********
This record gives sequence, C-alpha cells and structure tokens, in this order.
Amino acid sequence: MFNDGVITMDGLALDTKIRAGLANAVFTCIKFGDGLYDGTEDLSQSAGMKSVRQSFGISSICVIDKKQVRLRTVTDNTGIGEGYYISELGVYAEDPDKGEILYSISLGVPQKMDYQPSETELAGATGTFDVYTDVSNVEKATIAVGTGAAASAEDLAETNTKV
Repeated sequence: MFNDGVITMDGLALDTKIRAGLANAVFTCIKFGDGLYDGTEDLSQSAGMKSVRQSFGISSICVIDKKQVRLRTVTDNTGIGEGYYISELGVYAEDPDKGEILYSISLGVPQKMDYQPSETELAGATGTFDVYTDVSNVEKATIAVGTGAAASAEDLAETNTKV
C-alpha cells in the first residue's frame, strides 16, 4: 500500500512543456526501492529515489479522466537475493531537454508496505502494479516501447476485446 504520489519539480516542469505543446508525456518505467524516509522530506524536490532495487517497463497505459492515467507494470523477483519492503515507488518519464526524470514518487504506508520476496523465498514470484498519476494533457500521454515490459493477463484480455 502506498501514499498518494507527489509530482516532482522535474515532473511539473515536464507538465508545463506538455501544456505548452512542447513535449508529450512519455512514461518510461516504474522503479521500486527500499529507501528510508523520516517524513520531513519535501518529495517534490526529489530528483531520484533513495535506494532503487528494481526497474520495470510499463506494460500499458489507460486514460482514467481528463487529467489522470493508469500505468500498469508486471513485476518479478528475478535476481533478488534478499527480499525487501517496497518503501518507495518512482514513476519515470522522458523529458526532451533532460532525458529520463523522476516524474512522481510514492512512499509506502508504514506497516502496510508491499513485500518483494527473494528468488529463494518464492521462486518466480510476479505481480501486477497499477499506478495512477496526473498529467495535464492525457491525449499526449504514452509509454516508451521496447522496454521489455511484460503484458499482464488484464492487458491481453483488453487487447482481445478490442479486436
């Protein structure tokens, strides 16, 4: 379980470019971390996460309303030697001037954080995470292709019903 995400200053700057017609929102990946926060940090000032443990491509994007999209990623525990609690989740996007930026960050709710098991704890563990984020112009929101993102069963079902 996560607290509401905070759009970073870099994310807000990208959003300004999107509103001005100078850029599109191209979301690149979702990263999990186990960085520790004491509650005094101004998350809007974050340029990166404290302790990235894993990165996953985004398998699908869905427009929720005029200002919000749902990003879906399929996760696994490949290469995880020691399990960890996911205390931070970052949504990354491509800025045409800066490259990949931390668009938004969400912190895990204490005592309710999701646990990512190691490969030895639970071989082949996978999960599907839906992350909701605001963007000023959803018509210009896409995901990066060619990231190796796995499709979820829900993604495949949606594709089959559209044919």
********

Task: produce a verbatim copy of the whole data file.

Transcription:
This record gives sequence, C-alpha cells and structure tokens, in this order.
Amino acid sequence: MFNDGVITMDGLALDTKIRAGLANAVFTCIKFGDGLYDGTEDLSQSAGMKSVRQSFGISSICVIDKKQVRLRTVTDNTGIGEGYYISELGVYAEDPDKGEILYSISLGVPQKMDYQPSETELAGATGTFDVYTDVSNVEKATIAVGTGAAASAEDLAETNTKV
Repeated sequence: MFNDGVITMDGLALDTKIRAGLANAVFTCIKFGDGLYDGTEDLSQSAGMKSVRQSFGISSICVIDKKQVRLRTVTDNTGIGEGYYISELGVYAEDPDKGEILYSISLGVPQKMDYQPSETELAGATGTFDVYTDVSNVEKATIAVGTGAAASAEDLAETNTKV
C-alpha cells in the first residue's frame, strides 16, 4: 500500500512543456526501492529515489479522466537475493531537454508496505502494479516501447476485446 504520489519539480516542469505543446508525456518505467524516509522530506524536490532495487517497463497505459492515467507494470523477483519492503515507488518519464526524470514518487504506508520476496523465498514470484498519476494533457500521454515490459493477463484480455 502506498501514499498518494507527489509530482516532482522535474515532473511539473515536464507538465508545463506538455501544456505548452512542447513535449508529450512519455512514461518510461516504474522503479521500486527500499529507501528510508523520516517524513520531513519535501518529495517534490526529489530528483531520484533513495535506494532503487528494481526497474520495470510499463506494460500499458489507460486514460482514467481528463487529467489522470493508469500505468500498469508486471513485476518479478528475478535476481533478488534478499527480499525487501517496497518503501518507495518512482514513476519515470522522458523529458526532451533532460532525458529520463523522476516524474512522481510514492512512499509506502508504514506497516502496510508491499513485500518483494527473494528468488529463494518464492521462486518466480510476479505481480501486477497499477499506478495512477496526473498529467495535464492525457491525449499526449504514452509509454516508451521496447522496454521489455511484460503484458499482464488484464492487458491481453483488453487487447482481445478490442479486436
């Protein structure tokens, strides 16, 4: 379980470019971390996460309303030697001037954080995470292709019903 995400200053700057017609929102990946926060940090000032443990491509994007999209990623525990609690989740996007930026960050709710098991704890563990984020112009929101993102069963079902 996560607290509401905070759009970073870099994310807000990208959003300004999107509103001005100078850029599109191209979301690149979702990263999990186990960085520790004491509650005094101004998350809007974050340029990166404290302790990235894993990165996953985004398998699908869905427009929720005029200002919000749902990003879906399929996760696994490949290469995880020691399990960890996911205390931070970052949504990354491509800025045409800066490259990949931390668009938004969400912190895990204490005592309710999701646990990512190691490969030895639970071989082949996978999960599907839906992350909701605001963007000023959803018509210009896409995901990066060619990231190796796995499709979820829900993604495949949606594709089959559209044919």